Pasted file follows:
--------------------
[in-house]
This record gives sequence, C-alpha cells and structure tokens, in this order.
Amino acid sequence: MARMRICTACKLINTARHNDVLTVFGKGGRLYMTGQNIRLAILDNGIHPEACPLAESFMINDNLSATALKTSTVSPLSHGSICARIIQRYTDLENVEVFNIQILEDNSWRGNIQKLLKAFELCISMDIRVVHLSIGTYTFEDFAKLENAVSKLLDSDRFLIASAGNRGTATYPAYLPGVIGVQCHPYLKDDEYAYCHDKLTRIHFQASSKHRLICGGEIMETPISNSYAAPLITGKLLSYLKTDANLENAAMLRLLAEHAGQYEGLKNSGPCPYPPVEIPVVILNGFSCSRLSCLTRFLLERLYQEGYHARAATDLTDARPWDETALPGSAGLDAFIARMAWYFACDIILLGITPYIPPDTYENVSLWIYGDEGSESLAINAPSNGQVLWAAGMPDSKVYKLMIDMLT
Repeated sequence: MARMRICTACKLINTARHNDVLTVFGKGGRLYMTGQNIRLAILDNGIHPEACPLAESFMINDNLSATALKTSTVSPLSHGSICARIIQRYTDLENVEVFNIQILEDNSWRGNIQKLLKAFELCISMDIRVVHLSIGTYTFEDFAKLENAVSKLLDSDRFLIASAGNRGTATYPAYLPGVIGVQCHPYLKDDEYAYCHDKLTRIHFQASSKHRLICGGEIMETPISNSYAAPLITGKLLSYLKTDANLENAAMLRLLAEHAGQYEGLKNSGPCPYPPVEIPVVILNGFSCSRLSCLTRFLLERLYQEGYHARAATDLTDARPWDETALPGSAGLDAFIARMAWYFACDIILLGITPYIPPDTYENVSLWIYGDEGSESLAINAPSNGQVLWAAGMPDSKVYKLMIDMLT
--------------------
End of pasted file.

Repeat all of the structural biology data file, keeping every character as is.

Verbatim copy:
[in-house]
This record gives sequence, C-alpha cells and structure tokens, in this order.
Amino acid sequence: MARMRICTACKLINTARHNDVLTVFGKGGRLYMTGQNIRLAILDNGIHPEACPLAESFMINDNLSATALKTSTVSPLSHGSICARIIQRYTDLENVEVFNIQILEDNSWRGNIQKLLKAFELCISMDIRVVHLSIGTYTFEDFAKLENAVSKLLDSDRFLIASAGNRGTATYPAYLPGVIGVQCHPYLKDDEYAYCHDKLTRIHFQASSKHRLICGGEIMETPISNSYAAPLITGKLLSYLKTDANLENAAMLRLLAEHAGQYEGLKNSGPCPYPPVEIPVVILNGFSCSRLSCLTRFLLERLYQEGYHARAATDLTDARPWDETALPGSAGLDAFIARMAWYFACDIILLGITPYIPPDTYENVSLWIYGDEGSESLAINAPSNGQVLWAAGMPDSKVYKLMIDMLT
Repeated sequence: MARMRICTACKLINTARHNDVLTVFGKGGRLYMTGQNIRLAILDNGIHPEACPLAESFMINDNLSATALKTSTVSPLSHGSICARIIQRYTDLENVEVFNIQILEDNSWRGNIQKLLKAFELCISMDIRVVHLSIGTYTFEDFAKLENAVSKLLDSDRFLIASAGNRGTATYPAYLPGVIGVQCHPYLKDDEYAYCHDKLTRIHFQASSKHRLICGGEIMETPISNSYAAPLITGKLLSYLKTDANLENAAMLRLLAEHAGQYEGLKNSGPCPYPPVEIPVVILNGFSCSRLSCLTRFLLERLYQEGYHARAATDLTDARPWDETALPGSAGLDAFIARMAWYFACDIILLGITPYIPPDTYENVSLWIYGDEGSESLAINAPSNGQVLWAAGMPDSKVYKLMIDMLT